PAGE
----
• Providential Means: Christ was crucified upon a cross; this was the only way He could have fulfilled a myriad of Old Testament prophecies. He also prophesied about His own crucifixion (Matt. 20:17-19; John 3:14, 8:28, 12:32-34). The Jewish leadership wanted it for a variety of reasons, but especially for the shame.
  • Providential Proclamation: The superscription Pilate ordered to be placed on the cross ["This is Jesus of Nazareth, the King of the Jews"] annoyed the Jews—and not just because it was truth.
  • Providential Picture: There was midnight at noonday. This could not have been a solar eclipse. The Jewish calendar is lunar, so Passover happens around the time of a full moon; solar eclipses happen when the moon is new. Christ is the Light of the World; His death brought darkness upon that world.
  • Providential Witnesses: The Roman guard was placed at the tomb (Matt. 27:62-66) in order that there would be no "faked" resurrection. It was also interesting that these unbelievers remembered something Christ said, in part because....
  • Providential Dullness: Why did the disciples not comprehend what Christ said? Why did they not remember His repeated and clear assertions that He would rise from the dead on the third day after His death? Talbert goes into this at some length, but a main point of the discourse is that the disciples, by their "dullness," could not and did not cast any doubt on the authenticity of the resurrection.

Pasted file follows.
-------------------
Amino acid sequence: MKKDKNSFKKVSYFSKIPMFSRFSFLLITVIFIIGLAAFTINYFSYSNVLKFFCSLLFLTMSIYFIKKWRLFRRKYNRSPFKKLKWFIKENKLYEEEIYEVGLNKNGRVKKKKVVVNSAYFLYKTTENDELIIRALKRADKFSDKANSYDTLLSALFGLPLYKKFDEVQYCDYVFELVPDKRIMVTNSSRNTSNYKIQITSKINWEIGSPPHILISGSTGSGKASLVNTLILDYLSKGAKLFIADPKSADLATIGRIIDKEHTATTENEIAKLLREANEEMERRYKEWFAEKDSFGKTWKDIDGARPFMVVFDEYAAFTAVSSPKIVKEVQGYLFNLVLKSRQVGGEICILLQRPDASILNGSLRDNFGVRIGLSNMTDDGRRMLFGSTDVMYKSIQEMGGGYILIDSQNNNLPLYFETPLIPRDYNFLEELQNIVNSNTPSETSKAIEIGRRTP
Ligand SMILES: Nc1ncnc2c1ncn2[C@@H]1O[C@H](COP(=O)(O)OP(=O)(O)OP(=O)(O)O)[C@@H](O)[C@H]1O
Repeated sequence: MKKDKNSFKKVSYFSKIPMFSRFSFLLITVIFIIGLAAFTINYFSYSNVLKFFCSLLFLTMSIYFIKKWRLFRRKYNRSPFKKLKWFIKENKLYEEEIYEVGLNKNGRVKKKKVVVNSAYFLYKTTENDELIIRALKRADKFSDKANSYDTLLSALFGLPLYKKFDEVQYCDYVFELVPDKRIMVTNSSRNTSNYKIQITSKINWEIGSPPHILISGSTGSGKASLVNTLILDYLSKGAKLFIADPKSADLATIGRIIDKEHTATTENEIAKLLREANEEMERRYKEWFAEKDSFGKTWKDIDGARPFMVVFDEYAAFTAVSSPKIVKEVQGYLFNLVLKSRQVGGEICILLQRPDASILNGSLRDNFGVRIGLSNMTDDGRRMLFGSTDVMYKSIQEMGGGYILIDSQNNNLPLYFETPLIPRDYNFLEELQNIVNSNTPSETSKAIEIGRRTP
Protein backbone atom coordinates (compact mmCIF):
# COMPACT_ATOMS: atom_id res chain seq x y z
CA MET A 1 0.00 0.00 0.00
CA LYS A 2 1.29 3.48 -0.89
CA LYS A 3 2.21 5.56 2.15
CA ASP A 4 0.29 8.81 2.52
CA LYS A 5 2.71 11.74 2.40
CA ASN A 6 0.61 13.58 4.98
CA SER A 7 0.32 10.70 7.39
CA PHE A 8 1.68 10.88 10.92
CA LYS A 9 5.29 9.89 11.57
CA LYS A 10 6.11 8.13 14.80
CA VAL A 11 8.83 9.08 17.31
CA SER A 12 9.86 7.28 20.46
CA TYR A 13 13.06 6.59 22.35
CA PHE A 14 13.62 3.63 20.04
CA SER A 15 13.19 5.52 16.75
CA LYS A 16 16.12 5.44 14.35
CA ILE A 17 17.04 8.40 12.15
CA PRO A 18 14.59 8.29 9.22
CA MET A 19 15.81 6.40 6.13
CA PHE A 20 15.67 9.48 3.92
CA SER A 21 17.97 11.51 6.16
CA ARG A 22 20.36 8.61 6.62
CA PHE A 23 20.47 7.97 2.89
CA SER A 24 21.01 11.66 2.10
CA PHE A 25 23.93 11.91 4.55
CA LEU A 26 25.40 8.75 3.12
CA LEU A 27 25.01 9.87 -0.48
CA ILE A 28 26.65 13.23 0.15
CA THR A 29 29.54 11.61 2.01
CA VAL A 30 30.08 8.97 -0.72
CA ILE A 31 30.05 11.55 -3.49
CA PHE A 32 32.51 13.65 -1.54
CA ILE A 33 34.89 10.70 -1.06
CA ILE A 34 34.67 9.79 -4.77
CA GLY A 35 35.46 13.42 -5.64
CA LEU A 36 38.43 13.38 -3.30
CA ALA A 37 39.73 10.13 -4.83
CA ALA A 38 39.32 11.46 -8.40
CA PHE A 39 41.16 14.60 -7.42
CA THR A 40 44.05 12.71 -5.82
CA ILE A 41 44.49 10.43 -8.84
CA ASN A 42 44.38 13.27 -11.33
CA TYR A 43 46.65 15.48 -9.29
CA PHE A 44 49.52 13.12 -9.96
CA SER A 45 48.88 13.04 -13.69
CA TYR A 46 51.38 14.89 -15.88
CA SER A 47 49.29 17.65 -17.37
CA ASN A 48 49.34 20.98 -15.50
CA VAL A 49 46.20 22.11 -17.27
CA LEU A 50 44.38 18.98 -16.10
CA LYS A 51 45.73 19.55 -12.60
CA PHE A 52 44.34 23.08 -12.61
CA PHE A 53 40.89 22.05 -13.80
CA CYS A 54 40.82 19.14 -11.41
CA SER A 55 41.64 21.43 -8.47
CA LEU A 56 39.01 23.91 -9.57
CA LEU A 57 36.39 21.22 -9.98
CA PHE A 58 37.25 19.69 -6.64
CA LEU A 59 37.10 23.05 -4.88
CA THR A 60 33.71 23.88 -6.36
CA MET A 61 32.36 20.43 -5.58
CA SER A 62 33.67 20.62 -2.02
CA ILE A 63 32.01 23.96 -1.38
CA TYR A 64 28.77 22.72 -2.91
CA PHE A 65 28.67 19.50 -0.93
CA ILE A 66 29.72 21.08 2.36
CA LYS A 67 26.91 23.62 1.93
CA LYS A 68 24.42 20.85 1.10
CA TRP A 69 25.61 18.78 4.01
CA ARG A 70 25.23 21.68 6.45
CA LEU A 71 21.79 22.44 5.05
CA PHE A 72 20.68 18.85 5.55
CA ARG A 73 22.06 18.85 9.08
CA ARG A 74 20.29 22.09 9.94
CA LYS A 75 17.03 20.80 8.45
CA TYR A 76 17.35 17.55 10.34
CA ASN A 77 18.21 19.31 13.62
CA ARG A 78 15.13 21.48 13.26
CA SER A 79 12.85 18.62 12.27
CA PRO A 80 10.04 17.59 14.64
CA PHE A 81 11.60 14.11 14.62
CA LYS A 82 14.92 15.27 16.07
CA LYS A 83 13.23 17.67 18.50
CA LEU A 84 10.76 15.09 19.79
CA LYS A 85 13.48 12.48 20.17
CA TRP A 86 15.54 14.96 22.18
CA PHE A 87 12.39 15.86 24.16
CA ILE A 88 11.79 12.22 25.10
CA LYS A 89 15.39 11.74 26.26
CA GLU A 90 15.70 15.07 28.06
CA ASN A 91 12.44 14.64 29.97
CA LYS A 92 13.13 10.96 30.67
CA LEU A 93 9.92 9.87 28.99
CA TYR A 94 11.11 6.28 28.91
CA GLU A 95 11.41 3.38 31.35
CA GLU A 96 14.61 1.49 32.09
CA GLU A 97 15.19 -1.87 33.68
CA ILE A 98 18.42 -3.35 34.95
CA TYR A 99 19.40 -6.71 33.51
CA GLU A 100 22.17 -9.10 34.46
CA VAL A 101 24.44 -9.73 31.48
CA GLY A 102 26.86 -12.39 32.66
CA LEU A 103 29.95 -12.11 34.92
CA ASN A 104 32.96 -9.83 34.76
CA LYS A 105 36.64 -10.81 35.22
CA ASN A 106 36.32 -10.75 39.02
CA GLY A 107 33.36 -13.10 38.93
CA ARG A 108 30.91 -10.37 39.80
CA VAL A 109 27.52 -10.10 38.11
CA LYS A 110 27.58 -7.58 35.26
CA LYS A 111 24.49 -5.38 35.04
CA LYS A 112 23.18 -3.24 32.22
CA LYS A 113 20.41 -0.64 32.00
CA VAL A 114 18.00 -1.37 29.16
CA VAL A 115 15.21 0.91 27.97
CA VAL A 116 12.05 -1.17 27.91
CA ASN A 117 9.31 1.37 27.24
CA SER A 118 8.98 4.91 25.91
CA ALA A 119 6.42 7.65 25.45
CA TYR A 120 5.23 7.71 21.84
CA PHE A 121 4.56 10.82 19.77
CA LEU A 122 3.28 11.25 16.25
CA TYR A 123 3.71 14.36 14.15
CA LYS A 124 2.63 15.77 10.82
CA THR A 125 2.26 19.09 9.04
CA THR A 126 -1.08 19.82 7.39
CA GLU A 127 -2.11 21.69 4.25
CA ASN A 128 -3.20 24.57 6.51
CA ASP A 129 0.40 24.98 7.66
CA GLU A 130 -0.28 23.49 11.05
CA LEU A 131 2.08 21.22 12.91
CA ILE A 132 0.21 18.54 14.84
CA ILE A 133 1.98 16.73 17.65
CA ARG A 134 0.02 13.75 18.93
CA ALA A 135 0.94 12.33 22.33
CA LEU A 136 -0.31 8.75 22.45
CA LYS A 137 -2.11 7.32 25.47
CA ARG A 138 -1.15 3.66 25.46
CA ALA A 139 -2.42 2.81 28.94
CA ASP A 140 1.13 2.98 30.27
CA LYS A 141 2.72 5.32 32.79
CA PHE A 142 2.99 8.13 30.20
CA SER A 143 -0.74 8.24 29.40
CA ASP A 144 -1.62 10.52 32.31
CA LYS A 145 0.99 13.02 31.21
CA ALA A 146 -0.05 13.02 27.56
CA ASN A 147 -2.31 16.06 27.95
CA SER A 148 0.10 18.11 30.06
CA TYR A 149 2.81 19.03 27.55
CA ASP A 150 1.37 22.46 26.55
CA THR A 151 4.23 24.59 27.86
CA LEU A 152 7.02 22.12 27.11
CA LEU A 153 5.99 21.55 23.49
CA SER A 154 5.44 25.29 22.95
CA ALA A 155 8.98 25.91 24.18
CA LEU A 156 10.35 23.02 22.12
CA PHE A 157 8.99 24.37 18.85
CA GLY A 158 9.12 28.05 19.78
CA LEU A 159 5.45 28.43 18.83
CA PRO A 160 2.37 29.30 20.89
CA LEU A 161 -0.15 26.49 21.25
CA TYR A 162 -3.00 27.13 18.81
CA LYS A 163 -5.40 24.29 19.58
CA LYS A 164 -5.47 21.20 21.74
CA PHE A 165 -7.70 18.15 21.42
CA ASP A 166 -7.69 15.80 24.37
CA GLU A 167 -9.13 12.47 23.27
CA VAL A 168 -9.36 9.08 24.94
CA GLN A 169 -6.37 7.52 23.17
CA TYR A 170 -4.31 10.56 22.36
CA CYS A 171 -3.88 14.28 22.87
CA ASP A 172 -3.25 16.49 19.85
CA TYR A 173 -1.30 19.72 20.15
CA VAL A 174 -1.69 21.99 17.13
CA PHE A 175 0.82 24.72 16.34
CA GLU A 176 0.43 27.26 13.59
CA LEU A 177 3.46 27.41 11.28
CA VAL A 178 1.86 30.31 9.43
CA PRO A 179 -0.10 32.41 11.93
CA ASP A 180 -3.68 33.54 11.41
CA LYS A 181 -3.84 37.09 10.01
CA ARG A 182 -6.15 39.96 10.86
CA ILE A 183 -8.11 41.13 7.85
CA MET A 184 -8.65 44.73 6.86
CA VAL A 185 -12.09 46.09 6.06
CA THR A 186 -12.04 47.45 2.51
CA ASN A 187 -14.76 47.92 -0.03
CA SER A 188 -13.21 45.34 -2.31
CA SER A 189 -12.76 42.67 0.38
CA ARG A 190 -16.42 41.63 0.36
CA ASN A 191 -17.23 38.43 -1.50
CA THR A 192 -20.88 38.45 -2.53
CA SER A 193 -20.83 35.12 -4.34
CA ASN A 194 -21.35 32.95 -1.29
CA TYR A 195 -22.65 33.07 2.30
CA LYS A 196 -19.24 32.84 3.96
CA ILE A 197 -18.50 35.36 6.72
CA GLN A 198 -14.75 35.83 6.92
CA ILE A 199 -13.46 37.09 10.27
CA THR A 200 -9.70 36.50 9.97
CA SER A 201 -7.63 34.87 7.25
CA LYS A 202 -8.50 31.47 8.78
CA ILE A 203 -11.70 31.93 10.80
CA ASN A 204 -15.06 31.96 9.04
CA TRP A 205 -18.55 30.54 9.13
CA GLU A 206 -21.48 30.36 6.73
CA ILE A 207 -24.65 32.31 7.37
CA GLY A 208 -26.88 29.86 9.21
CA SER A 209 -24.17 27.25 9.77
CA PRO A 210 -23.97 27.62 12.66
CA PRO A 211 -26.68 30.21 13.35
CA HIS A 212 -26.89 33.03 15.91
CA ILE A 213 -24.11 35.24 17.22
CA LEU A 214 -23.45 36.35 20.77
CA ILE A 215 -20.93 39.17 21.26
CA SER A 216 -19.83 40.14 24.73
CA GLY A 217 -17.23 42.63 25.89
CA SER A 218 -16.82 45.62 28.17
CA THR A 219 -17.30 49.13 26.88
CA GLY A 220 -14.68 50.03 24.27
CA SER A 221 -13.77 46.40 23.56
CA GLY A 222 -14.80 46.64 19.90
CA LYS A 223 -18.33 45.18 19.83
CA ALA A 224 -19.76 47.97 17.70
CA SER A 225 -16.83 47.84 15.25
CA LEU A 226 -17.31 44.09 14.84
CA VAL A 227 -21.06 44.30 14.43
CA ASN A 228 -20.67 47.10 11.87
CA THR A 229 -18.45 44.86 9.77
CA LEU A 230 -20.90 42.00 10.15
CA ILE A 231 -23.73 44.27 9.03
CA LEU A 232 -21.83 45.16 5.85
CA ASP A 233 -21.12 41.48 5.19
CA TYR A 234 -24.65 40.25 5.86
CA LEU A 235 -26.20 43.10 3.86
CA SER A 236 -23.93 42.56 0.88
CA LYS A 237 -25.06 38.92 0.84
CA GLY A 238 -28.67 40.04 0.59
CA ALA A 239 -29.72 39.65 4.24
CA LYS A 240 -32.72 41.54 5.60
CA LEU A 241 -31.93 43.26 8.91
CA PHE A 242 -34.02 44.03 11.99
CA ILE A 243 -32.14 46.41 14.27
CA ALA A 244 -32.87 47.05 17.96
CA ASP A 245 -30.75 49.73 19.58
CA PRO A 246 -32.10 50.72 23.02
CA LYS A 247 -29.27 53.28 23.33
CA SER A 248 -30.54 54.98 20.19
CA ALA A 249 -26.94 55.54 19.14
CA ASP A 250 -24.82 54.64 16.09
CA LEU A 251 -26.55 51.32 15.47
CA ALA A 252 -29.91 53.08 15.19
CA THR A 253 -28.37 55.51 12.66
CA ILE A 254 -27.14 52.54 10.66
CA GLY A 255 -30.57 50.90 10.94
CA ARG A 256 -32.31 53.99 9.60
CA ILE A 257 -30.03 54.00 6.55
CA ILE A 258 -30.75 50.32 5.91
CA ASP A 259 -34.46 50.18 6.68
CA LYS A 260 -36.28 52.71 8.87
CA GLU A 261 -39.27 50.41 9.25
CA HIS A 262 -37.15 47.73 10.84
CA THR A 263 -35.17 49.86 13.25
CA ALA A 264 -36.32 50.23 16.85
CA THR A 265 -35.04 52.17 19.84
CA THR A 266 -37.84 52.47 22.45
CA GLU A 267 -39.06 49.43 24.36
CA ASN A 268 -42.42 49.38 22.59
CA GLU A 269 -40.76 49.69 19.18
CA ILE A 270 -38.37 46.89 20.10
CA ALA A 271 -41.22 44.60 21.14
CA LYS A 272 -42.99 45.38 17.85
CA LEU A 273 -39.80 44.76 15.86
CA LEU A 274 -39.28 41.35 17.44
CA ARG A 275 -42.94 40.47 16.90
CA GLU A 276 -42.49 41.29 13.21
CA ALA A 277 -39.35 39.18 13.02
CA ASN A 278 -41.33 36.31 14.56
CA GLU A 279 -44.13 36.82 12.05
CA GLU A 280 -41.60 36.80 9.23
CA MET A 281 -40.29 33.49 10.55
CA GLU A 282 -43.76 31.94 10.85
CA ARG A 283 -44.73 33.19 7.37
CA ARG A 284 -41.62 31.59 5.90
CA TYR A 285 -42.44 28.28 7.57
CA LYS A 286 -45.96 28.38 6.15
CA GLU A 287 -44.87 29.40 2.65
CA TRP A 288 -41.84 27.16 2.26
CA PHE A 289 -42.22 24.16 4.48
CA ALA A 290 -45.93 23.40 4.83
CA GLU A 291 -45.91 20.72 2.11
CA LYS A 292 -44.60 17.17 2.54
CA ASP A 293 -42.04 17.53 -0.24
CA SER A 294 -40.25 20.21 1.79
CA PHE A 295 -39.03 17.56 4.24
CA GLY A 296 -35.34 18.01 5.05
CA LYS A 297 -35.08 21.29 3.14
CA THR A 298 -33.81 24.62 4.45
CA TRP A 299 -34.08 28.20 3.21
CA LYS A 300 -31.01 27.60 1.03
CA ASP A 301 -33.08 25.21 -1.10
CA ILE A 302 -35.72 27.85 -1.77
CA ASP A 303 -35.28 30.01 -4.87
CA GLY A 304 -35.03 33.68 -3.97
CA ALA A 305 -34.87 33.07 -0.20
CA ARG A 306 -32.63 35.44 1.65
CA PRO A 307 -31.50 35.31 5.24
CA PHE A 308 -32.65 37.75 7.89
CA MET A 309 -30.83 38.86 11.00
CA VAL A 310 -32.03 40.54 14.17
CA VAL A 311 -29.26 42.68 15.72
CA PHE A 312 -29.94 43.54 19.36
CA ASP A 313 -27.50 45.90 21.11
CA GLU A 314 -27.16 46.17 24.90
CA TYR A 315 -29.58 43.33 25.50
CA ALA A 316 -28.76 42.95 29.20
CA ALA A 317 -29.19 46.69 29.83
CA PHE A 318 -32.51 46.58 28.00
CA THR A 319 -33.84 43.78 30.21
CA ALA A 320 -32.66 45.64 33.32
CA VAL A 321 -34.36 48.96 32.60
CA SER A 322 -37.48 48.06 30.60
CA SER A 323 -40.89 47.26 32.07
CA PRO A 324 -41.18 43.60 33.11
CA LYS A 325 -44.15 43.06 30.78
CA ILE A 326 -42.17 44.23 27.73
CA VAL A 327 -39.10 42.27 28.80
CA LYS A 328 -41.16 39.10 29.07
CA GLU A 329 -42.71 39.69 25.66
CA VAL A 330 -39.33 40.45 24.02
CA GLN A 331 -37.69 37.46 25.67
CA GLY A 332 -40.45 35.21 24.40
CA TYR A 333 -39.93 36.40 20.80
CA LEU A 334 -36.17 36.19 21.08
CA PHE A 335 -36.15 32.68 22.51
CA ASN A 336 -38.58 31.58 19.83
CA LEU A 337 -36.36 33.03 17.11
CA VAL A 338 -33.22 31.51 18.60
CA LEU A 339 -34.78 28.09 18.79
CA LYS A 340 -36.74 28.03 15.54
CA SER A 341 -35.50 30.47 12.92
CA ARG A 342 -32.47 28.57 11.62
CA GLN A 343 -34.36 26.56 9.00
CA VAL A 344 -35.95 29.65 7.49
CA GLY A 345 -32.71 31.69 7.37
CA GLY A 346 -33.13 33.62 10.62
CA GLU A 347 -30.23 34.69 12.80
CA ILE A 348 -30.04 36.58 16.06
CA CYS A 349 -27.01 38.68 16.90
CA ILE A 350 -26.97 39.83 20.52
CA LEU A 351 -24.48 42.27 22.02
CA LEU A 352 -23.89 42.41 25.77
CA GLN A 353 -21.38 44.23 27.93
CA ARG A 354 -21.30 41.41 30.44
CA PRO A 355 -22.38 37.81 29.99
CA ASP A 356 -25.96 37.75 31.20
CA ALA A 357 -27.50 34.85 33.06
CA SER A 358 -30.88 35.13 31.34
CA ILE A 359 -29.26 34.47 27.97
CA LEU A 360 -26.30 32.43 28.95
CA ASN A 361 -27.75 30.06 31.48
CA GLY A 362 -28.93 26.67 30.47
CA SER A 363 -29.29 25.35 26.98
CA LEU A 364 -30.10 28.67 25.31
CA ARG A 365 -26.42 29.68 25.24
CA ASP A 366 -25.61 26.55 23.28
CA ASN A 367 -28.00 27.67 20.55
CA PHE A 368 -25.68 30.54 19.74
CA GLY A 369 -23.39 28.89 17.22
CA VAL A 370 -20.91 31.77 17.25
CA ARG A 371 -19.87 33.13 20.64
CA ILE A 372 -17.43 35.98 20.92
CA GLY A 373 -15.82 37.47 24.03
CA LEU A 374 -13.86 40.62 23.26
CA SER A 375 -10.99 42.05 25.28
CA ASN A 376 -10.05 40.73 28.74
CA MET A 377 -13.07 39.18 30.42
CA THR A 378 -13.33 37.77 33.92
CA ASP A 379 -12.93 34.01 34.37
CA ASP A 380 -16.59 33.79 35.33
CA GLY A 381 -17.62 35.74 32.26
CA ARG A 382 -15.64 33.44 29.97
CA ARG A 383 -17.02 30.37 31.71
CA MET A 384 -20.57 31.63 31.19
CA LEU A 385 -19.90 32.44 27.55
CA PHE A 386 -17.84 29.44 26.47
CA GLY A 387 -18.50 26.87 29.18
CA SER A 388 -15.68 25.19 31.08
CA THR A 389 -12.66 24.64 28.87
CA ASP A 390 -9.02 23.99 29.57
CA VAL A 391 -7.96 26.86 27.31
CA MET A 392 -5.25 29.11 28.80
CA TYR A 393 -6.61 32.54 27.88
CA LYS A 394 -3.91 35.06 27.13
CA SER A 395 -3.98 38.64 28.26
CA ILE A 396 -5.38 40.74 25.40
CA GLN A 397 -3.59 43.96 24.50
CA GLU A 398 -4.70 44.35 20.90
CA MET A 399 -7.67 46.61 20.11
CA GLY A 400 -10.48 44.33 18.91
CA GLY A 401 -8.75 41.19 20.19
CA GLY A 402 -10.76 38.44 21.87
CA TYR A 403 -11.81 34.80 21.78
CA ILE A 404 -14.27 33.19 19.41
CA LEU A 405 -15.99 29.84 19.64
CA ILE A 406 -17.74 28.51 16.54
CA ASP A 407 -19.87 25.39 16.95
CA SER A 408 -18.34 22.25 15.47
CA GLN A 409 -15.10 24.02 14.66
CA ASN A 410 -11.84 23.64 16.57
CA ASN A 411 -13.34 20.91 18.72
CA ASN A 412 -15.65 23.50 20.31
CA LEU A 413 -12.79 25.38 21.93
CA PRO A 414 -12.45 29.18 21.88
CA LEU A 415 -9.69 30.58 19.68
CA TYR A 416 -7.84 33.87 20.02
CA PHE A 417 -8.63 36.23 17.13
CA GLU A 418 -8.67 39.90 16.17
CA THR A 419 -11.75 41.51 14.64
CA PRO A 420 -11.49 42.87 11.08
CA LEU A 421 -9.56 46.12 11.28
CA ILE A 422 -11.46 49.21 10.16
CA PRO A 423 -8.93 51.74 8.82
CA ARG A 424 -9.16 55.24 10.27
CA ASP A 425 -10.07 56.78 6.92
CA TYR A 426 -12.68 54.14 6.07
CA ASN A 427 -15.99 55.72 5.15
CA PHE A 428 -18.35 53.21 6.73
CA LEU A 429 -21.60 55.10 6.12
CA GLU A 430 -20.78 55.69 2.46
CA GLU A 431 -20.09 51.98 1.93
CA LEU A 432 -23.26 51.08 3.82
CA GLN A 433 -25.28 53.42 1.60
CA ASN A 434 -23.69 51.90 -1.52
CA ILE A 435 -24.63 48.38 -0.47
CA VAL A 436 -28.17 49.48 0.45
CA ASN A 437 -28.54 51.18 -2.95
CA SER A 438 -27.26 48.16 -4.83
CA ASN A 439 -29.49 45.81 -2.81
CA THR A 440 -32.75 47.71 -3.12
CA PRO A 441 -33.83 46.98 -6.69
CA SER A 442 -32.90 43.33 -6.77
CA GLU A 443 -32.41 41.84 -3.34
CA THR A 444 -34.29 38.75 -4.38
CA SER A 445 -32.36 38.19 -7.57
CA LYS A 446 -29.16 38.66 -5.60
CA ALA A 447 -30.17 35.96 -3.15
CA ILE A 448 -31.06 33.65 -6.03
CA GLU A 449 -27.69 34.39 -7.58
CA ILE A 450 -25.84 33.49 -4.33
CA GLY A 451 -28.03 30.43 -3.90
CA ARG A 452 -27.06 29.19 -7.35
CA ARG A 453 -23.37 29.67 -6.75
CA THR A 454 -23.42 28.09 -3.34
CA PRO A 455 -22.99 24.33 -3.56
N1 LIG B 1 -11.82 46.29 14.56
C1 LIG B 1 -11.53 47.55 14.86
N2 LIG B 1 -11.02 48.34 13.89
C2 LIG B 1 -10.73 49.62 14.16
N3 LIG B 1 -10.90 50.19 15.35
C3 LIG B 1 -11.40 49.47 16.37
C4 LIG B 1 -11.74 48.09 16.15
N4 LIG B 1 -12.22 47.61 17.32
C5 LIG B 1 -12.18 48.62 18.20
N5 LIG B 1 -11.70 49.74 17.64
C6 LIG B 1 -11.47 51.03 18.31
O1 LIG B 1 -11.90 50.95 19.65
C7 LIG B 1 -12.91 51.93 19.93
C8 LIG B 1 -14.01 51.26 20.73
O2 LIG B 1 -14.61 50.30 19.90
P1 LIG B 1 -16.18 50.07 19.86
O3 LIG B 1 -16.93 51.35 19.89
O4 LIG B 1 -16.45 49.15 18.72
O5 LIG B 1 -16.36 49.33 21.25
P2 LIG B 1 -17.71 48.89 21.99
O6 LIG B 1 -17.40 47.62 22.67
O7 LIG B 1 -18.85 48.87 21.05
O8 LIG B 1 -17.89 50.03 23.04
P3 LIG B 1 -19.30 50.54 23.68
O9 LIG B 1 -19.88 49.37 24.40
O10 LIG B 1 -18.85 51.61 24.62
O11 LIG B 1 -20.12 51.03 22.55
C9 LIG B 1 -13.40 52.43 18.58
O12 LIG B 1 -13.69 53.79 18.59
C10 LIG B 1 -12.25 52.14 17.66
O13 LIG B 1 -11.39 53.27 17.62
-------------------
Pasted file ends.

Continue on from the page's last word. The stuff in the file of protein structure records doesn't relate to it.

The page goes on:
God, the Sovereign, was in control of everything surrounding Christ's death (John 19:11; Acts 2:23). As we read on p. 188, "If God can so sovereignly control such combined, focused chaos and hatred, is it possible that He could for a moment lose control over the affairs of your life?"

For Previous Chapters:
Chapter 1
Chapter 2
Chapter 3
Chapter 4
Chapter 5
Chapter 6
Chapter 7
Chapter 8
Chapter 9
Chapter 10

Monday, June 7, 2010

It's Time For Me To Leave Michigan, Part 2

As I wrote in my prior post, I am moving out of Michigan this month to take a position at Bob Jones University Press in Greenville, SC. While I believe this is the providential plan of God, and am therefore happy to go, there are some lessons here to be considered for the folks in Lansing.